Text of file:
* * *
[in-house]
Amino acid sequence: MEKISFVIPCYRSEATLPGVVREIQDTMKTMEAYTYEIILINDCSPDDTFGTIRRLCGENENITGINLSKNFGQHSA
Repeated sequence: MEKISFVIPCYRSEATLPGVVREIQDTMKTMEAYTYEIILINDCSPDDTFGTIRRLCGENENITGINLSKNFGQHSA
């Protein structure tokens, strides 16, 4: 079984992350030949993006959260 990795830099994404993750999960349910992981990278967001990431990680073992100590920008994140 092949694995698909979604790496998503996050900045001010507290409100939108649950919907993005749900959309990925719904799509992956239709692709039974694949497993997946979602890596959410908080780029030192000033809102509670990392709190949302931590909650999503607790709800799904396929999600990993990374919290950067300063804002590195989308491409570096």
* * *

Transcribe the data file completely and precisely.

[in-house]
Amino acid sequence: MEKISFVIPCYRSEATLPGVVREIQDTMKTMEAYTYEIILINDCSPDDTFGTIRRLCGENENITGINLSKNFGQHSA
Repeated sequence: MEKISFVIPCYRSEATLPGVVREIQDTMKTMEAYTYEIILINDCSPDDTFGTIRRLCGENENITGINLSKNFGQHSA
């Protein structure tokens, strides 16, 4: 079984992350030949993006959260 990795830099994404993750999960349910992981990278967001990431990680073992100590920008994140 092949694995698909979604790496998503996050900045001010507290409100939108649950919907993005749900959309990925719904799509992956239709692709039974694949497993997946979602890596959410908080780029030192000033809102509670990392709190949302931590909650999503607790709800799904396929999600990993990374919290950067300063804002590195989308491409570096």